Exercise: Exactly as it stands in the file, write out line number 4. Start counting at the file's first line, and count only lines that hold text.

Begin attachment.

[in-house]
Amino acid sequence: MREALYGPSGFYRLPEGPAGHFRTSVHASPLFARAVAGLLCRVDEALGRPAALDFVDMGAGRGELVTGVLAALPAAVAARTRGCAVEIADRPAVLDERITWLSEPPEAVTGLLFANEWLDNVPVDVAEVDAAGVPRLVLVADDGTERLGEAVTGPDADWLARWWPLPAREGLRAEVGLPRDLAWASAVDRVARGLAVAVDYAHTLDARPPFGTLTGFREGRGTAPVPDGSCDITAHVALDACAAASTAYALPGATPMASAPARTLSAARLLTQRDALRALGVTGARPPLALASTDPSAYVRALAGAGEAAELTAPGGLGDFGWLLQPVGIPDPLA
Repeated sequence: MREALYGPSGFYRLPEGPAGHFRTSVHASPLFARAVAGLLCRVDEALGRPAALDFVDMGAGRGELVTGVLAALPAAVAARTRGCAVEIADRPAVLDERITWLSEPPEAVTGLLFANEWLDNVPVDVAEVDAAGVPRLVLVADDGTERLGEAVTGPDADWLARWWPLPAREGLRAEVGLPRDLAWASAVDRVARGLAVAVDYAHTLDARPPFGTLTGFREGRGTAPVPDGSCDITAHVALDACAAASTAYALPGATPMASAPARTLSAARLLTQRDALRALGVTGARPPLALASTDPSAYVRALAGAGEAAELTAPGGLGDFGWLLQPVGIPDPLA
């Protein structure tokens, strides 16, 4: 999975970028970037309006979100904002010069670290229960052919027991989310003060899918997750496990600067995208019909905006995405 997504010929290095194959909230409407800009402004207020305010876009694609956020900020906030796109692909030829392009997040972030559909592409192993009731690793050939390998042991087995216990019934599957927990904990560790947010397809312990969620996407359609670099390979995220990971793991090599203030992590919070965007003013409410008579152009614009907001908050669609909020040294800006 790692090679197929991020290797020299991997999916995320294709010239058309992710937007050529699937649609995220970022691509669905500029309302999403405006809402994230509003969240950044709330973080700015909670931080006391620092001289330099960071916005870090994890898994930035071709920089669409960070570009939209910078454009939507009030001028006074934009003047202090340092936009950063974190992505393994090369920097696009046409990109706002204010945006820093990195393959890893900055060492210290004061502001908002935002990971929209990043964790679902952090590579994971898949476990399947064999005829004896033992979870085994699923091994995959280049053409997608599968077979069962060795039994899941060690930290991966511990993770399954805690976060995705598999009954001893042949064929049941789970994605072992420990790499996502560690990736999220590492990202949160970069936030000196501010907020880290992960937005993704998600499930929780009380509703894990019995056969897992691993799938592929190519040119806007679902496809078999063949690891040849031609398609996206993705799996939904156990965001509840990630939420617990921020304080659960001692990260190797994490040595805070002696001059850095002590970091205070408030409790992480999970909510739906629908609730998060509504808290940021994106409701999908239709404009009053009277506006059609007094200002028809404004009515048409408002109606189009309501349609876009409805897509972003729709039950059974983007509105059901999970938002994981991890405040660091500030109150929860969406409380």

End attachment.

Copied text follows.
């Protein structure tokens, strides 16, 4: 999975970028970037309006979100904002010069670290229960052919027991989310003060899918997750496990600067995208019909905006995405 997504010929290095194959909230409407800009402004207020305010876009694609956020900020906030796109692909030829392009997040972030559909592409192993009731690793050939390998042991087995216990019934599957927990904990560790947010397809312990969620996407359609670099390979995220990971793991090599203030992590919070965007003013409410008579152009614009907001908050669609909020040294800006 790692090679197929991020290797020299991997999916995320294709010239058309992710937007050529699937649609995220970022691509669905500029309302999403405006809402994230509003969240950044709330973080700015909670931080006391620092001289330099960071916005870090994890898994930035071709920089669409960070570009939209910078454009939507009030001028006074934009003047202090340092936009950063974190992505393994090369920097696009046409990109706002204010945006820093990195393959890893900055060492210290004061502001908002935002990971929209990043964790679902952090590579994971898949476990399947064999005829004896033992979870085994699923091994995959280049053409997608599968077979069962060795039994899941060690930290991966511990993770399954805690976060995705598999009954001893042949064929049941789970994605072992420990790499996502560690990736999220590492990202949160970069936030000196501010907020880290992960937005993704998600499930929780009380509703894990019995056969897992691993799938592929190519040119806007679902496809078999063949690891040849031609398609996206993705799996939904156990965001509840990630939420617990921020304080659960001692990260190797994490040595805070002696001059850095002590970091205070408030409790992480999970909510739906629908609730998060509504808290940021994106409701999908239709404009009053009277506006059609007094200002028809404004009515048409408002109606189009309501349609876009409805897509972003729709039950059974983007509105059901999970938002994981991890405040660091500030109150929860969406409380």